Combined, social, ethical and legal obligations are all vitally needed in the success of being a modern day journalist. All three equally are needed to provide accurate, logical and legal pieces that also back up the general media standards as commissioned by our country that deem all published content being legal, decent, honest and truthful.
Social obligations by definition ‘are established over time based on social norms. Someone may attend a neighbourhood party even though the person isn’t friendly with many of the people in the neighbourhood. Some of the ways in which companies meet social obligations include donating to local charities, participating in community events and being transparent with the public.’ Although in regards to press and publishing the lines can be blurred as social obligations are most commonly categorized under social responsibility/social responsibility theory. Social responsibility theory allows free press without any censorship but at the same time the content of the press should be discussed in public panel and media should accept any obligation from public interference or professional self-regulations or both. The theory lies between both authoritarian theory and libertarian theory because it gives total media freedom in one hand but the external controls in other hand. Here, the press ownership is private. The social responsibility theory moves beyond the simple “Objective” reporting (facts reporting) to “Interpretative” reporting (investigative reporting). The total news is complete facts and truthful but the commission of the freedom press stated that “No longer giving facts truthfully rather than give a necessary analysed or interpretative report on facts with clear explanations”.
The theory helped in creating professionalism in media by setting up a high level of accuracy, truth, and information. The commission of press council also included some tasks based on social responsibility of media, which are as follows:
- Formulate the code of conduct for the press.
- Improve the standards of journalism.
- Safeguarding the interests of journalism and journalist.
- Criticise and make some penalty for violating the code of conduct.
The Theory Allows
- Everyone to say something or express their opinion about the media.
- Community opinion, Consumer action and professional ethics.
- Serious invasion of recognized private rights and vital social interests.
- Private ownership in media may give better public service unless government has to take over to assure the public to provide better media service.
- Media must take care of social responsibility and if they do not, government or other organisation will do. [2
Cases- Social Responsibility
One example of where social responsibility was used effectively and non-effectively was in the following publication taken from an article centring around media and social responsibility.
‘The UK media is one of the most diverse in the world, and it is full of contradictions. On the one hand, you have the BBC, which generally has upheld pretty high standards of impartiality throughout its history, and is imbued with a public service ethos that has influenced many other followers across the world. It is deeply ironic that it is this institution that has been so unrelentingly savaged by the report of Lord Hutton.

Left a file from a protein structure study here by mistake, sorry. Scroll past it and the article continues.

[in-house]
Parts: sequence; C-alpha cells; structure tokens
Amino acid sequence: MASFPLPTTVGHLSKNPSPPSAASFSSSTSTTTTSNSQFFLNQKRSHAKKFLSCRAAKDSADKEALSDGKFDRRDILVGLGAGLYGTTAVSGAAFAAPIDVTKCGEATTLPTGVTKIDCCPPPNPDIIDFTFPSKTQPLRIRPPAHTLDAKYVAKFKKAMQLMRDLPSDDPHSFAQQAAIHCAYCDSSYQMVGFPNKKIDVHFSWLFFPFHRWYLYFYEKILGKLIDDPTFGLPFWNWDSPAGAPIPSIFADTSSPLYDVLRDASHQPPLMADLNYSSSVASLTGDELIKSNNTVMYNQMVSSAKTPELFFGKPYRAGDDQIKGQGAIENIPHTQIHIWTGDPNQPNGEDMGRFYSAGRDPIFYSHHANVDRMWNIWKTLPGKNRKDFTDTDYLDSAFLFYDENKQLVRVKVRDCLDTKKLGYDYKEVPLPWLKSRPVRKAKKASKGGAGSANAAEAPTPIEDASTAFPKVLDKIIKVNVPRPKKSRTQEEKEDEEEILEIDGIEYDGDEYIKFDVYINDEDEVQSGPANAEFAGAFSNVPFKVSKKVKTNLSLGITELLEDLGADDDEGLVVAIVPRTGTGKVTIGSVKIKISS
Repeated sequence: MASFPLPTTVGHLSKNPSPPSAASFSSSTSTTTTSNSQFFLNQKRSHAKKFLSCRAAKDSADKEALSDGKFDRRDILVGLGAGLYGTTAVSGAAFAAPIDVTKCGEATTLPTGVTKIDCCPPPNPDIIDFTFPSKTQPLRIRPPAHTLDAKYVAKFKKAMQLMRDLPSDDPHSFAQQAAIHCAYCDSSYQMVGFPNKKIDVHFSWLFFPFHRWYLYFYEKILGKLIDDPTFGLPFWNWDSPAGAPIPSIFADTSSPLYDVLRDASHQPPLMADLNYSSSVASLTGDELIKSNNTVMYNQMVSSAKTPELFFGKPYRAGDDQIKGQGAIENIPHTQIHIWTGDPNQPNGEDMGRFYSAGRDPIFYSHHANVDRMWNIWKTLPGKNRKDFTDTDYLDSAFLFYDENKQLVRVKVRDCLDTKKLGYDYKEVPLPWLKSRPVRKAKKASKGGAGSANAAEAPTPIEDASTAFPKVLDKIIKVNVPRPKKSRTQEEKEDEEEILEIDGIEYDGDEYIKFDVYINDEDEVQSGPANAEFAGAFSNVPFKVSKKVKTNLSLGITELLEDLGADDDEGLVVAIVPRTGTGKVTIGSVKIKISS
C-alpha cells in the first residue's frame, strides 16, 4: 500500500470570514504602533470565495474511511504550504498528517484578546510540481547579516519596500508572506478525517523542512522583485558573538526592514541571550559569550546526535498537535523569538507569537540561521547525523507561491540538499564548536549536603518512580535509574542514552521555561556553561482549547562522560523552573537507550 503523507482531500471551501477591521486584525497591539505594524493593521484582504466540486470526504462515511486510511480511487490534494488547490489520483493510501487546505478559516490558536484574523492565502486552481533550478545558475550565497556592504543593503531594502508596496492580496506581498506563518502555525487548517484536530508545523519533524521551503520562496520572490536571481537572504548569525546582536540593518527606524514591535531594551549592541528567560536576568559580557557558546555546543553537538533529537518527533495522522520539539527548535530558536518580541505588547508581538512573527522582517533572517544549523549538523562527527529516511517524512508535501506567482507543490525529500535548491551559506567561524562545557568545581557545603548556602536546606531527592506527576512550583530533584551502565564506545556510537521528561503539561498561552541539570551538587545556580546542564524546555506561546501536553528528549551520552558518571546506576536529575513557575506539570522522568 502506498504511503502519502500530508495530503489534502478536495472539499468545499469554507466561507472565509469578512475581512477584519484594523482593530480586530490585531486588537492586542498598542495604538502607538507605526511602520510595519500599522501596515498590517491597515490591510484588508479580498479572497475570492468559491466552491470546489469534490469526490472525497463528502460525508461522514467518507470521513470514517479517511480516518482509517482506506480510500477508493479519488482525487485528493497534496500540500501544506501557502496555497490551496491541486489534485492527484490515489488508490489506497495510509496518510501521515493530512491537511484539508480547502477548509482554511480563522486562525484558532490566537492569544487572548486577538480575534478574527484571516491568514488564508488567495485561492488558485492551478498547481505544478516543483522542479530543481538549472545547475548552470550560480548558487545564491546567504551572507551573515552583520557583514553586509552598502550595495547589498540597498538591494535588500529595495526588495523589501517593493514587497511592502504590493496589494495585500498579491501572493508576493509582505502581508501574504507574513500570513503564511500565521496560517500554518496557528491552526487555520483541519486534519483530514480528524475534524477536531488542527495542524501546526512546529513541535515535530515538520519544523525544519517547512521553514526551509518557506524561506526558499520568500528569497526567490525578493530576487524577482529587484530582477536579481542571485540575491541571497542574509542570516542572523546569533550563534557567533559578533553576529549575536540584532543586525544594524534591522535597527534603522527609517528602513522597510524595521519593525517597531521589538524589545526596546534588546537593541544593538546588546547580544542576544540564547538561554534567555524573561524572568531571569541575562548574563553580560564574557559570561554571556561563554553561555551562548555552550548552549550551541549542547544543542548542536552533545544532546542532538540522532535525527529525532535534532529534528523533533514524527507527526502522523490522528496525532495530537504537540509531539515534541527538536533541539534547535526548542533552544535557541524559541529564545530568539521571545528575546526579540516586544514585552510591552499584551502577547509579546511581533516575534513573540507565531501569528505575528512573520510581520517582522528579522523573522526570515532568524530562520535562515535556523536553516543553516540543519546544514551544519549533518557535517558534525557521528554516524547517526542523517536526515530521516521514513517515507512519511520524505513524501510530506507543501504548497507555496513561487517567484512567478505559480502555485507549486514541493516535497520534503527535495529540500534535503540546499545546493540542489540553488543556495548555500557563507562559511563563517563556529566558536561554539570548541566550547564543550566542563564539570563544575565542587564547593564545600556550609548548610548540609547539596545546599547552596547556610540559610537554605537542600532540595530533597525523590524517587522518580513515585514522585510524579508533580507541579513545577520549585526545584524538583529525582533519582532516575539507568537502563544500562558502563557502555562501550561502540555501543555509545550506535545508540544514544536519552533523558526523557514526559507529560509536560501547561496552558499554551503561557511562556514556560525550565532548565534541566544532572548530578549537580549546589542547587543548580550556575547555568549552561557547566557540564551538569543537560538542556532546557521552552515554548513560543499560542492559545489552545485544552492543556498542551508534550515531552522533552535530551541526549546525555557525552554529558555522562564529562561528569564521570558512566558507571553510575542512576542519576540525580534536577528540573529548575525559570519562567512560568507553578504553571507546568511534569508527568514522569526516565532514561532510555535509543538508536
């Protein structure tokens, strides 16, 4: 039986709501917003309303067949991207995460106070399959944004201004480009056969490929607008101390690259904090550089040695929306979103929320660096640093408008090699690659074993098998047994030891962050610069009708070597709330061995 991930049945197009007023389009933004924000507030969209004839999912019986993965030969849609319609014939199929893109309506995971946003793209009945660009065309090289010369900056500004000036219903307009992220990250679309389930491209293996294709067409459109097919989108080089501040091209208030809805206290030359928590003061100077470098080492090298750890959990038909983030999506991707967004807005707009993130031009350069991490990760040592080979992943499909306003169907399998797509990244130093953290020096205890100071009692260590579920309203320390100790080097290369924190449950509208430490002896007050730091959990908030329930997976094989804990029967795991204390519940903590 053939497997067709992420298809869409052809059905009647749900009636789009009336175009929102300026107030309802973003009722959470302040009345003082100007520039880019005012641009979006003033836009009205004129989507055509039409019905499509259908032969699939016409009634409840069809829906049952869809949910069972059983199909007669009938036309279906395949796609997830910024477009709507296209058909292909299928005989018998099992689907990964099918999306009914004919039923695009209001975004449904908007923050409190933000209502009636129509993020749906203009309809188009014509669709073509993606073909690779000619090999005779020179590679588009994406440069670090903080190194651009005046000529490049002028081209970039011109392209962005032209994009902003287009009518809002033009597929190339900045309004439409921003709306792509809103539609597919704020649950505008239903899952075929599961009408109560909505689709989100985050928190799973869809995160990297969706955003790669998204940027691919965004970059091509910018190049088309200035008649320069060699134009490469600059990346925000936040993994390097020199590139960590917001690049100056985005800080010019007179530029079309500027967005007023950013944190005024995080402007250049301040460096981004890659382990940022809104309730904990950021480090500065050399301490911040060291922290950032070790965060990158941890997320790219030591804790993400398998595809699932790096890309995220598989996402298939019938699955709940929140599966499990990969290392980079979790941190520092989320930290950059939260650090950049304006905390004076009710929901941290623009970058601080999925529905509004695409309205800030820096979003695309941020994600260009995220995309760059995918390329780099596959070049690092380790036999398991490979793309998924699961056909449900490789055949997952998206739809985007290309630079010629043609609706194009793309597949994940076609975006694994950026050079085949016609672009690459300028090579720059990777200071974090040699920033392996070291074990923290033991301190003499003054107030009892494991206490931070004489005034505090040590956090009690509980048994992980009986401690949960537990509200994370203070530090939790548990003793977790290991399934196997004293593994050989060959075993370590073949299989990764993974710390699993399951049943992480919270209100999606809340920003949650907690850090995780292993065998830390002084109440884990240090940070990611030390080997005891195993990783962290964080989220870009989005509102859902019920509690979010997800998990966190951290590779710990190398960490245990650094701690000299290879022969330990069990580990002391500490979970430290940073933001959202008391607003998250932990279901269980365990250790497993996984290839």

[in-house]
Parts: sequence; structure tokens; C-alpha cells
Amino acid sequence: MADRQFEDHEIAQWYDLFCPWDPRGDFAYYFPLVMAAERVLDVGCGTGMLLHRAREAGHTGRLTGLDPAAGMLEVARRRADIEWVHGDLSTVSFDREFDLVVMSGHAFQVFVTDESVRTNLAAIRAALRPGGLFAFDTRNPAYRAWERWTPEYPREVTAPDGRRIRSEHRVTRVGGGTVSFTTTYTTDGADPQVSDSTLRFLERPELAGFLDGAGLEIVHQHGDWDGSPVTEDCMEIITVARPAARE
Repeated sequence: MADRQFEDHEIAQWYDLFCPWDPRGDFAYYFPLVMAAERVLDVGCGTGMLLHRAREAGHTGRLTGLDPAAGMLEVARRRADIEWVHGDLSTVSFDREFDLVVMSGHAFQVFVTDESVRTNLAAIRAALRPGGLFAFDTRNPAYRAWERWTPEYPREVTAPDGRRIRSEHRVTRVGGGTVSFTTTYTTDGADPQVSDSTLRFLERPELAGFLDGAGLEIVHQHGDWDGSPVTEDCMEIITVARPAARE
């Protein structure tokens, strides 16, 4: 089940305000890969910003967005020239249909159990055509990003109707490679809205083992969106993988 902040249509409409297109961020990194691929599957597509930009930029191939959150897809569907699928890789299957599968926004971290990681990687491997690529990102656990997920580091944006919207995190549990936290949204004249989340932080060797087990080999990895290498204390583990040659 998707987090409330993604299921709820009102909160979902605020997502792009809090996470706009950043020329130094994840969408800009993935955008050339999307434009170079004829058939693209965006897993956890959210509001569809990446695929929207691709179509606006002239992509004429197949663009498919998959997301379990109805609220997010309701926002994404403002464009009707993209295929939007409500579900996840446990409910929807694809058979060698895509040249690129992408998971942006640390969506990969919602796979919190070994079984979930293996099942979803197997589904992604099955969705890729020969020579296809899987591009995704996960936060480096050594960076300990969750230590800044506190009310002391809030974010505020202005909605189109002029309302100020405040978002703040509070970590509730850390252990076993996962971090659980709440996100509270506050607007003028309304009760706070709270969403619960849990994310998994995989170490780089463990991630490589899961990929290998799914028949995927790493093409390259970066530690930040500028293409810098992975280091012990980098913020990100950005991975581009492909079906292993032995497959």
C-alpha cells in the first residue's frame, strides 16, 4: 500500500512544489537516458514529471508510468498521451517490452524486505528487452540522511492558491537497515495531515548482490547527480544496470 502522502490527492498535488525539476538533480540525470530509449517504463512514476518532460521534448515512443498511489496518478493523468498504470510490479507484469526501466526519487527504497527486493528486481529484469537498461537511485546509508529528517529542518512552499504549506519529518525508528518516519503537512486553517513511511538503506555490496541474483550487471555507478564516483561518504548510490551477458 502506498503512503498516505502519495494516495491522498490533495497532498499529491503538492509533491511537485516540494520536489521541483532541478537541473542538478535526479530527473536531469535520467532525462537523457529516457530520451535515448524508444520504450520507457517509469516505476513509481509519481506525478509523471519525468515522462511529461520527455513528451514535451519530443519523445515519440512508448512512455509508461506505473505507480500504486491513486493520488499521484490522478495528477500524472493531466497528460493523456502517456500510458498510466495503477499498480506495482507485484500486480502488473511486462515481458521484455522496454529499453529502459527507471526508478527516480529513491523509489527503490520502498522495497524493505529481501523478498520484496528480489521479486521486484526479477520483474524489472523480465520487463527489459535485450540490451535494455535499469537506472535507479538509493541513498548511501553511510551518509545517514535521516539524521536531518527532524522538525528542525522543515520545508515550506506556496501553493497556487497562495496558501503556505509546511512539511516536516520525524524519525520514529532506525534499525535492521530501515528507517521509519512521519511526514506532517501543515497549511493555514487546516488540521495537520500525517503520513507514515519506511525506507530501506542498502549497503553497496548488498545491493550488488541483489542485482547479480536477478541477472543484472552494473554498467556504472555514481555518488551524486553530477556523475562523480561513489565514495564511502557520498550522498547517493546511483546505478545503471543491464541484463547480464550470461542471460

On the other, you have the real shark pool. The tabloid newspapers that will quite cheerfully destroy anyone that gets in their way, and apparently likes nothing better than to chalk up the scalp of a government minister or celebrity following some vitriolic campaign. These are the companies that employ the paparazzi who hound celebrities without mercy. One UK newspaper recently took to publishing front page photographs of ‘upskirt’ shots of female celebrities.
The recent events with the BBC have thrown the issues into stark relief. On the one hand, Lord Hutton said that it was unacceptable that the BBC had carried inaccurate stories about the UK government ‘sexing up’ a dossier used as a basis for going to war against Iraq. Given the intense interest in the event – and the belief in some quarters that an unfavourable verdict by Hutton could have brought the Prime Minister down – there’s not much doubt of the stakes. And, whether one likes the Hutton report or not, it is evidently the case that the BBC made mistakes. In particular, its leaders were quick to defend a flawed story. In that case, it was inevitable that they would have to carry the can.
Interestingly, most of the British public would still trust the BBC more than they would the government. The fact is that, whatever failings the BBC evinced in its handling of this story, nobody believes that the Corporation had an agenda that was mischievous in intent. Many believe that the Government, on the other hand, had gone to war over a position that had proven to be mistaken, and had to defend itself against potentially fatal criticism. The real tragedy is that – mistakes notwithstanding – the crisis has robbed the BBC of leaders of real calibre and elsewhere in the world, where the trust in the brand was more fragile, there has been real damage. ‘
Disclaimer- This for solely created and designed for a BTEC journalism class.